Today at the Five Friends Business Summit, I talked about Sir Peter Blake leading Team New Zealand to successive victories in the America’s Cup yacht competition in 1995 and 2000. The key to this success was that Blake focused the team on one question which they asked about every thing that they did. The question was simply this: “Will it make the boat go faster?”
One of my clients is a national trucking company. This is a business that involves logistics, systems, schedules, and details that could easily become overwhelmingly complicated. Yet this trucking company, which is one of the largest in the country, has harnessed the power of simplicity and focus to drive consistent success for years.
One of my clients, the CEO of an international agriculture business, said, “The price we pay for making things too complicated is immeasurable. It slows us down, makes for bad decisions, and scatters our efforts.” Indeed. Think about those three parts of the “price we pay” for making things too complicated:
Thinking about the power of the sun’s rays when focused brings to mind another powerful metaphor about focus that has practical application for all of us. Imagine that you are trying to cut your way through a wall made of solid steel.
How do we determine what is most important? Begin with the basics. Begin with the fundamentals. The reality is that if you succeed at the basics, you succeed in life.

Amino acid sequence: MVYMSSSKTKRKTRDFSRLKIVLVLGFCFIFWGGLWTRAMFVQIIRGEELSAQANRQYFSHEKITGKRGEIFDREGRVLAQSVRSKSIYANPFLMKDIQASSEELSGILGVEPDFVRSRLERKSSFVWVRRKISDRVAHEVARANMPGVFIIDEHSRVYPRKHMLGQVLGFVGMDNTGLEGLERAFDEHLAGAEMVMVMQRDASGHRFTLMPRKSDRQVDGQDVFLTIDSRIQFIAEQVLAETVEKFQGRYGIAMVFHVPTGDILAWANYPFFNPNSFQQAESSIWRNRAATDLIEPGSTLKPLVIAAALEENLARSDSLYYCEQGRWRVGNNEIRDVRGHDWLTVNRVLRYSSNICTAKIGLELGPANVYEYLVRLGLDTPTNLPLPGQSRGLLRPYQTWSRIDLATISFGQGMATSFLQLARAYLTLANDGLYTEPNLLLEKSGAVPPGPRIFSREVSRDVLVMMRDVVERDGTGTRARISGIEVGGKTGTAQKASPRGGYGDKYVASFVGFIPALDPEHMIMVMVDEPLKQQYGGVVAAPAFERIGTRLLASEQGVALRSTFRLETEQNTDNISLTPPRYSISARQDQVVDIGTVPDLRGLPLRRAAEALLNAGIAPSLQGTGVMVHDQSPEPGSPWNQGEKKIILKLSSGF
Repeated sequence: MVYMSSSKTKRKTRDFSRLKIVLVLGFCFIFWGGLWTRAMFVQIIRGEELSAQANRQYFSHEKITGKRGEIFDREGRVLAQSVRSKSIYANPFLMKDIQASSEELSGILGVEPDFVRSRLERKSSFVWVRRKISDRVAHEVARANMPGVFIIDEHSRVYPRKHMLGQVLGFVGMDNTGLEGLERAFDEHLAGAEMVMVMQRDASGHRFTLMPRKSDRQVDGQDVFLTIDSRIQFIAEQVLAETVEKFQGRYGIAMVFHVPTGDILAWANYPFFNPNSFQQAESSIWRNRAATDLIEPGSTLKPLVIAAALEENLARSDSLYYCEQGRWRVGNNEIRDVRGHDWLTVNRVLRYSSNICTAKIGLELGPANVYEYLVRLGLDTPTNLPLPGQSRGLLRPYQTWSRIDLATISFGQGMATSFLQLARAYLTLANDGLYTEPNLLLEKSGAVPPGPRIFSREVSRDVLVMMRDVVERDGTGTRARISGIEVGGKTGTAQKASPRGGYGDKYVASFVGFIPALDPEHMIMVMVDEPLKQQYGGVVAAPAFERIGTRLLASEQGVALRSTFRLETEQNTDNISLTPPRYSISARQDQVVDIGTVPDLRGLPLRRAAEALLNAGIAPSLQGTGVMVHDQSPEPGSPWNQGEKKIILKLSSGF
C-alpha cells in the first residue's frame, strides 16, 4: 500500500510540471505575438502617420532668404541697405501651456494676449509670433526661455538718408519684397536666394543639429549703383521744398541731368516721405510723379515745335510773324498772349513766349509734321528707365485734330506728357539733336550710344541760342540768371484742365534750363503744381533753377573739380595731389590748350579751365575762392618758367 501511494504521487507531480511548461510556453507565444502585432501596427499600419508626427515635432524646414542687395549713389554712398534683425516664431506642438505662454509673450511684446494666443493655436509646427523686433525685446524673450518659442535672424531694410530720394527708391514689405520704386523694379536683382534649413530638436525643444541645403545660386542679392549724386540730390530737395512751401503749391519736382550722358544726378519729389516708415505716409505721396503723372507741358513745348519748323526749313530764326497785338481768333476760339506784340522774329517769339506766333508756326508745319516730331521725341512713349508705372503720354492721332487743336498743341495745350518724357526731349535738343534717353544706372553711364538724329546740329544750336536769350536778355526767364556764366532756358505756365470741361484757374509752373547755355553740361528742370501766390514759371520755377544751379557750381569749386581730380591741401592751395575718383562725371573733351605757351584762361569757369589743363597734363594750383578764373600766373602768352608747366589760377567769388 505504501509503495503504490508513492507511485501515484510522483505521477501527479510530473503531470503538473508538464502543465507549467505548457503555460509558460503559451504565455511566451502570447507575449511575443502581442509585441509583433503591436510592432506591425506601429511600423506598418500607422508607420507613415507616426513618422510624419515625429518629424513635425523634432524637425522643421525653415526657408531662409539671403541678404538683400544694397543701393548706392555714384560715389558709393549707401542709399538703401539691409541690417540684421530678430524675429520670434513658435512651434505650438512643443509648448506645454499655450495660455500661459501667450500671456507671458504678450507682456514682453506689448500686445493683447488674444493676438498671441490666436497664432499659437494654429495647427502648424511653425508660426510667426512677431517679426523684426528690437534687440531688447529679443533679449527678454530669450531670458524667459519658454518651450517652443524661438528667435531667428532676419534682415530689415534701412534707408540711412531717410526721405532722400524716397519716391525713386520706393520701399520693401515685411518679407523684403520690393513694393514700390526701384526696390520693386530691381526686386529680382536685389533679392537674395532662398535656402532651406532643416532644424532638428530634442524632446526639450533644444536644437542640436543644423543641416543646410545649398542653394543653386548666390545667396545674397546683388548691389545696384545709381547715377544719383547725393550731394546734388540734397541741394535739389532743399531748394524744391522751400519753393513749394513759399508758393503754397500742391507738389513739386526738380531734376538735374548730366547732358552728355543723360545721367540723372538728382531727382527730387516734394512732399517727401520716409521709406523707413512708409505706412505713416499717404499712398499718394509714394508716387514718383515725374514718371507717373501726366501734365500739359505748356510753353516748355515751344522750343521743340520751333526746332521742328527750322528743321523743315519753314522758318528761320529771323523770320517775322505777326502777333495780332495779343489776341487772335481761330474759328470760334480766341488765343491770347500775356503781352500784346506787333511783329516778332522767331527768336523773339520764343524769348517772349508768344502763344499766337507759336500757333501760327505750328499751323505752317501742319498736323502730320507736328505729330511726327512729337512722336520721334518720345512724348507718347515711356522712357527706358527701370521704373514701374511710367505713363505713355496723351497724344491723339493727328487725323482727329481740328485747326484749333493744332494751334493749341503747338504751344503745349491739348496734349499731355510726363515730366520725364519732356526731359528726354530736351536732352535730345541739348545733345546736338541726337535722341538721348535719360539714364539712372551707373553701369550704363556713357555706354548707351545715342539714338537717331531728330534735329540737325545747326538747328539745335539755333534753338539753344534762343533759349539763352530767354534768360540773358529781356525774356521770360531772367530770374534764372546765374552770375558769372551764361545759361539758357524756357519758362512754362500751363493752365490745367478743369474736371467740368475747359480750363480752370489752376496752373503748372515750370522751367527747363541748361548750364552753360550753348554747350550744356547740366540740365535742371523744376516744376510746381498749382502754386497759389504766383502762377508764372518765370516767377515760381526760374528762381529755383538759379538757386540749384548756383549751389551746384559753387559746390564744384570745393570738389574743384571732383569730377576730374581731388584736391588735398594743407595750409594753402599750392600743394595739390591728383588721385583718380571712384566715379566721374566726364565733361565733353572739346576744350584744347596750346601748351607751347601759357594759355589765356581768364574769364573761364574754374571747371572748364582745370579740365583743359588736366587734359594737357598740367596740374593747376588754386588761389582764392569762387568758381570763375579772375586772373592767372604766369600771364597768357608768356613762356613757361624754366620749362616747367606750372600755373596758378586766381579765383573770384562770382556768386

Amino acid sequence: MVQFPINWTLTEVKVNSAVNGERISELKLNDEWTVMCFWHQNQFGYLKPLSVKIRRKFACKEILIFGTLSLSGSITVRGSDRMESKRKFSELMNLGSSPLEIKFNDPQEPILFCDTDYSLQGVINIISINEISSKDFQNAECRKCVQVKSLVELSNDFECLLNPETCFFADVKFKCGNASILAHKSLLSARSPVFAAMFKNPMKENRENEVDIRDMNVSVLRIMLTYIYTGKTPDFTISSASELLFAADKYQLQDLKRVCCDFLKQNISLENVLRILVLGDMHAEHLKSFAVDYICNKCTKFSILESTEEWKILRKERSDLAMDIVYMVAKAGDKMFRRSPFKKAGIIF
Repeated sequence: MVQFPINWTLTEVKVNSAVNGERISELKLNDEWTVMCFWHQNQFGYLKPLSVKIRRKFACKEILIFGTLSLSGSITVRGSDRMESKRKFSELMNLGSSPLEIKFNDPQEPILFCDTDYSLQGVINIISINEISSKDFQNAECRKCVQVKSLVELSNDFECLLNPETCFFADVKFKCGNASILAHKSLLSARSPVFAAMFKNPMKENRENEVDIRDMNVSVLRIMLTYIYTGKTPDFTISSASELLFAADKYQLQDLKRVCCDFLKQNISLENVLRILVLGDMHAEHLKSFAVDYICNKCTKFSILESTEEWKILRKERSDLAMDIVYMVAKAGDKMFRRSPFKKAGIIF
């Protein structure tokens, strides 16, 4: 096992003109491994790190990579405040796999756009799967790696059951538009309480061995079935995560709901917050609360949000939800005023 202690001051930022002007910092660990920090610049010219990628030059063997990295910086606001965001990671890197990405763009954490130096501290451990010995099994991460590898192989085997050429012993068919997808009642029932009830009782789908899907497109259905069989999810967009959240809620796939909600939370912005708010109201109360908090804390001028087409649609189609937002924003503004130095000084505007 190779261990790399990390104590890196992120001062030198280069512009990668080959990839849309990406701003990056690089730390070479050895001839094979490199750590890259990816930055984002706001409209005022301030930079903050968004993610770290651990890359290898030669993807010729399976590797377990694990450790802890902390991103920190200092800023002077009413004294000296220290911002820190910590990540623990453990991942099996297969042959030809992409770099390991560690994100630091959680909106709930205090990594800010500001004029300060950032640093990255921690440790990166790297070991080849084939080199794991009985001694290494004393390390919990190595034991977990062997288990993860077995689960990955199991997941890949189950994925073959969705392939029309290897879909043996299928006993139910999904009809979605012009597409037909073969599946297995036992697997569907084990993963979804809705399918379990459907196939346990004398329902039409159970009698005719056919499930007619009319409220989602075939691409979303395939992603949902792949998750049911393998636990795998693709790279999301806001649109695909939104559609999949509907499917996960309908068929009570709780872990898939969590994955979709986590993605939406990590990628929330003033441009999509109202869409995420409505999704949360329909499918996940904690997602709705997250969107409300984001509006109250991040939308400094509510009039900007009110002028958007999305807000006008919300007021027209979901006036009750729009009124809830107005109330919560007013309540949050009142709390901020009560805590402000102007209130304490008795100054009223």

Don’t get me wrong, I will still go to Starbucks for a regular cup of coffee. I like them a lot. But…..my favorite coffee drink at Starbucks has been the Flat White. Today in Whole Foods I had their Flat White. It was better. A lot better. (To me, at least. What you like in coffee is obviously subjective.)
The incredible power of simplicity begins with focus. It begins with the answer to a very simple question: What is most important? Interestingly enough, very few people ever give careful thought to deciding what is really most important in their work or their lives. Most of us simply show up and go to work on whatever is in front of us or whatever pops up during the day.
I work with all kinds and sizes of businesses and it’s fascinating to see the commonalities among those that are doing well, and among those that are struggling. People in a struggling business are likely to say, “You have to understand that this is a very complicated business.” People in a successful business will usually say, “You know, at the end of the day, this is really a pretty simple business.”
“That’s been one of my mantras – focus and simplicity. Simple can be harder than complex. You have to work hard to get your thinking clean to make it simple. But it’s worth it in the end because once you get there, you can move mountains.” – Steve Jobs. I love the words that Steve Jobs chose: “get your thinking clean to make it simple.” That’s no easy task.
When we have unlimited choices, that’s a good thing, isn’t it? Not really. In 2000, Sheena Iyengar of Columbia University conducted a legendary marketing study on the effect of too many choices. What she did was set up a display of jams outside a grocery store in Menlo Park, California. She rotated the display between having 6 flavors to choose from and 24 flavors to choose from.